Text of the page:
The race to buy Manchester United enters a significant phase on Wedneday Oli SCARFF / AFP
Qatari banker Sheikh Jassim Bin Hamad Al Thani and British billionaire Jim Ratcliffe have rival bids on the table.
There are reported to be several other groups whose interest in United has remained private throughout a bidding war which has intensified this week.
Elliott Investment Management reportedly made it through to the second stage of the process, although the firm is believed to be offering funding to United owners, the Glazer family, rather than a takeover.
Those who want to buy United have to declare their offer to Raine, the merchant bank brought in to assist the club, by 2100 GMT on Wednesday.
At least six bids, possibly rising to eight, are expected to be submitted, with those comprised of offers for full control as well as smaller stakes in United.
The Glazers have reportedly set a £6 billion ($7.3 billion) figure for their valuation of a club they bought for £750 million in a highly-leveraged deal in 2005.
The initial offers for United last month were believed to have been worth around £4.5 billion.
That would surpass the Premier League record £4.25 billion paid for Chelsea by a consortium fronted by American Todd Boehly last year.
Sheikh Jassim is reported to be ready to submit a second indicative bid before the cut-off.
But INEOS chemical company founder Ratcliffe, a boyhood United fan, has been more circumspect in his assessment of the process, insisting he will not pay a "stupid" price as the bidding war for one of football's most iconic clubs increases.
"How do you decide the price of a painting? How do you decide the price of a house? It's not related to how much it cost to build or how much it cost to paint," Ratcliffe told the Wall Street Journal this week.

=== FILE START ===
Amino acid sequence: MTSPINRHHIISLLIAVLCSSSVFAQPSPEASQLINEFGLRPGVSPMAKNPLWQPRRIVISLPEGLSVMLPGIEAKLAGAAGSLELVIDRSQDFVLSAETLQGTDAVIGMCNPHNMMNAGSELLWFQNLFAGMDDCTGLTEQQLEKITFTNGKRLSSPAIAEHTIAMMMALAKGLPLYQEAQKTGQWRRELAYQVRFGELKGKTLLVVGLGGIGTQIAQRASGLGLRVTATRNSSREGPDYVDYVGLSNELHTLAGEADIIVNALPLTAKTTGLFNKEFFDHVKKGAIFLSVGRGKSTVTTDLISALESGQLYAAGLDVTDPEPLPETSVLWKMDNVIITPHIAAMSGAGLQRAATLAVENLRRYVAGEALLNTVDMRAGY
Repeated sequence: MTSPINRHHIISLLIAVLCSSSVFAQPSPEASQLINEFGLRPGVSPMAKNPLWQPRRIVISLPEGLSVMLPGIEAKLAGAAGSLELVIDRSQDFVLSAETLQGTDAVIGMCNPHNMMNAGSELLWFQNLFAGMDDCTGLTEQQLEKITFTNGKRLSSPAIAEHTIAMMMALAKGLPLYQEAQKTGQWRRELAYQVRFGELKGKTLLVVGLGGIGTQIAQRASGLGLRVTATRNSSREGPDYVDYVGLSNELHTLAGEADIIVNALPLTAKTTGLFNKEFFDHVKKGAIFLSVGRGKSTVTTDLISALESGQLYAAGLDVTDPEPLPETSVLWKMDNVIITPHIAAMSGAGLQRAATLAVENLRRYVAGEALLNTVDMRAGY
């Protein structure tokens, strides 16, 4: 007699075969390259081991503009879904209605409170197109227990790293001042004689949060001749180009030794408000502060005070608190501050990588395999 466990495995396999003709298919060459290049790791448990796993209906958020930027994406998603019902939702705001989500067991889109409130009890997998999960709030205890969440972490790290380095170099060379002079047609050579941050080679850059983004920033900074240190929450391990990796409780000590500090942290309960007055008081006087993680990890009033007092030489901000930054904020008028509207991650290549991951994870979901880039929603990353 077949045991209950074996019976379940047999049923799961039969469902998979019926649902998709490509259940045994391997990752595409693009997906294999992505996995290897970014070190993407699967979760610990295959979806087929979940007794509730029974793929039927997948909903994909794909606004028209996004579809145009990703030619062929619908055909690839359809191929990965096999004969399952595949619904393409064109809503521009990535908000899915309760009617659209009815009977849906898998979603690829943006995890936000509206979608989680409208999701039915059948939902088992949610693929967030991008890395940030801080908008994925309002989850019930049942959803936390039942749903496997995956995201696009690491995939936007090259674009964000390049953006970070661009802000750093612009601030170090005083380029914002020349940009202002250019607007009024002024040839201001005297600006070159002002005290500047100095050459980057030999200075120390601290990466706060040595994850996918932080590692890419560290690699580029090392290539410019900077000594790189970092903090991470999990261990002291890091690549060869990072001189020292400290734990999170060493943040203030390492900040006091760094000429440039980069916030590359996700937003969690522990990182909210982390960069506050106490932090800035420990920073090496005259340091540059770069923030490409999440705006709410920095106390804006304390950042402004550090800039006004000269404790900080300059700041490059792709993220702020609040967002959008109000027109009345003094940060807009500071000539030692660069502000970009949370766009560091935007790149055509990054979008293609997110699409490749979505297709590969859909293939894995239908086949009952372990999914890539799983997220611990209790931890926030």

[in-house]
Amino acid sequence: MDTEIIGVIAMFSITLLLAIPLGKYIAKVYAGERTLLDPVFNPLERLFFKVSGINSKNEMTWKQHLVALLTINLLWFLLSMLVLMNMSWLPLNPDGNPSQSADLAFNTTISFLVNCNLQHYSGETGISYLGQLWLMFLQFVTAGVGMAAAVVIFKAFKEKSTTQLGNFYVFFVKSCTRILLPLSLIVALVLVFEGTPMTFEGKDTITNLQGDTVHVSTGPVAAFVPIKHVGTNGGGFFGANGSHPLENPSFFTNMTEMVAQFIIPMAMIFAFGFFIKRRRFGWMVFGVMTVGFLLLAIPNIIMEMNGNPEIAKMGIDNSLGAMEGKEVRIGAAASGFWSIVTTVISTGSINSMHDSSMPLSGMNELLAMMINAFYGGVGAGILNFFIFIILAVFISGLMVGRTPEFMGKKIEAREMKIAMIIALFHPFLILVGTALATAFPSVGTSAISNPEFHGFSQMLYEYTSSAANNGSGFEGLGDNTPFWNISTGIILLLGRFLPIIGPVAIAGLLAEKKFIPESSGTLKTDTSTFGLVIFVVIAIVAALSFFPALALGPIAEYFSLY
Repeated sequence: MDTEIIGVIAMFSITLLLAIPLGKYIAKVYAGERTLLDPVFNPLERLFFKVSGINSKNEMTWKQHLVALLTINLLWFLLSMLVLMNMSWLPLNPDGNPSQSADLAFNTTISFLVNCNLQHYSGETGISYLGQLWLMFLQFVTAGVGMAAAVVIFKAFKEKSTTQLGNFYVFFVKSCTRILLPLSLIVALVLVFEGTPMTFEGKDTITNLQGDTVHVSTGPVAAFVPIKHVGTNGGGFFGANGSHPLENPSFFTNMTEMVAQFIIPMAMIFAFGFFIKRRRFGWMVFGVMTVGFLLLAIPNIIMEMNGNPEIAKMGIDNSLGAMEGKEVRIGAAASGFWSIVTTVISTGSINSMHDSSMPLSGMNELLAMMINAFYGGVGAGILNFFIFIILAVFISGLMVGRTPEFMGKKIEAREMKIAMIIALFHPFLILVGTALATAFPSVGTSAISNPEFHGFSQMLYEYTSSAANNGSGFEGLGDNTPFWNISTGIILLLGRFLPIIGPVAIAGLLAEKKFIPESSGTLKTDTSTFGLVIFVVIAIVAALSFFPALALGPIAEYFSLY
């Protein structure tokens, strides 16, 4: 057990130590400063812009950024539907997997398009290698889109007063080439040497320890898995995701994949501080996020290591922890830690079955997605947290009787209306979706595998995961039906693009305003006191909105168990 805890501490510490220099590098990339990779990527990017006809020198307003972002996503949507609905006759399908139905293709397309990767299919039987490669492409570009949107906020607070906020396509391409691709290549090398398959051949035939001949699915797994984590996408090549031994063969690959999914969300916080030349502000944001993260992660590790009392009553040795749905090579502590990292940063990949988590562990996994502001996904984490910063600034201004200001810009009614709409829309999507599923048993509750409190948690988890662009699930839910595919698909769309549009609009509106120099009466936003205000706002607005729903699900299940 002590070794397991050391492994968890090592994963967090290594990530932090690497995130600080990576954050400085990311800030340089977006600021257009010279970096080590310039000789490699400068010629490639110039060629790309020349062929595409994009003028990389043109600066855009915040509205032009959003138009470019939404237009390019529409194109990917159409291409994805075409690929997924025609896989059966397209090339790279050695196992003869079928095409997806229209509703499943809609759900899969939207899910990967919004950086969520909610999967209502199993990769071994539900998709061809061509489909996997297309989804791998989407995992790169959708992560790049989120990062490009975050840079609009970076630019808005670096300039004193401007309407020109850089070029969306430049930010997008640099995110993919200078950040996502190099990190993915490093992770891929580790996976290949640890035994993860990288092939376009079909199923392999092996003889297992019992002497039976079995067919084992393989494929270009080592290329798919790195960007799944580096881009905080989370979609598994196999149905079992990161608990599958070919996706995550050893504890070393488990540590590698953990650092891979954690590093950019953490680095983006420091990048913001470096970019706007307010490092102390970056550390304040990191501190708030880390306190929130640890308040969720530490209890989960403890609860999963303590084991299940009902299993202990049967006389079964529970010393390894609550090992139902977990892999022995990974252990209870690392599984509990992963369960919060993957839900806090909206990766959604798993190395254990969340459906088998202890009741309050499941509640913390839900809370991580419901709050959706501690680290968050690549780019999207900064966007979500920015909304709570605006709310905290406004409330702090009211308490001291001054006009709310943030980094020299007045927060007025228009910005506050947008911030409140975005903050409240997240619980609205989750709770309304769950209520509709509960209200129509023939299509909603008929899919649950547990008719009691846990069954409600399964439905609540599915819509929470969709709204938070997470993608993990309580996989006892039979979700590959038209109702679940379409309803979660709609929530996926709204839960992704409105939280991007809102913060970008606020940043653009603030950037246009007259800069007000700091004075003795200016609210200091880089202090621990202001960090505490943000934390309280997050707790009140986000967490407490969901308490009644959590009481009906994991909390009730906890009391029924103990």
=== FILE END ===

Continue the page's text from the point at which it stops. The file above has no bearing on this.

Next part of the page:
"What you don't want to do is pay stupid prices for things because then you regret it subsequently."
Ratcliffe, who already owns French club Nice and Swiss side Lausanne-Sport, said his interest in United would be "purely in winning things", calling the club a "community asset".
Ratcliffe and INEOS representatives visited United last Friday after a delegation from Sheikh Jassim's group toured Old Trafford and the club's Carrington training ground to hold more talks as part of their due diligence.
Sheikh Jassim has promised to clear the club's debt.
Ratcliffe wants the 69 percent stake owned by the Glazer family, although he could join forces with another bidder to take outright control of the 20-time English champions.
It is still possible the Glazers could decide not to sell if they don't receive their asking price, which would infuriate large sections of United's fanbase, who have protested against the unpopular American owners for much of their reign.
The consortiums that make improved offers are expected to hear from United next week, with another round of bidding still in play.
If one group's bid is vastly ahead of the others, they could be chosen to enter into a period of exclusivity, which would see further negotiation ahead of a final sale.
The Glazers reportedly want any potential sale to be concluded before the summer, giving new owners the chance to get settled in time for the vital close-season transfer window.
United, three-time European champions, haven't won the Premier League since legendary boss Alex Ferguson led them to the title in his final season before retiring in 2013.
They are enjoying a renaissance under Erik ten Hag's management this season, winning the League Cup final against Newcastle in February to clinch the club's first major trophy for six years.
Ten Hag's team also sit third in the Premier League and face Brighton in the FA Cup semi-finals.
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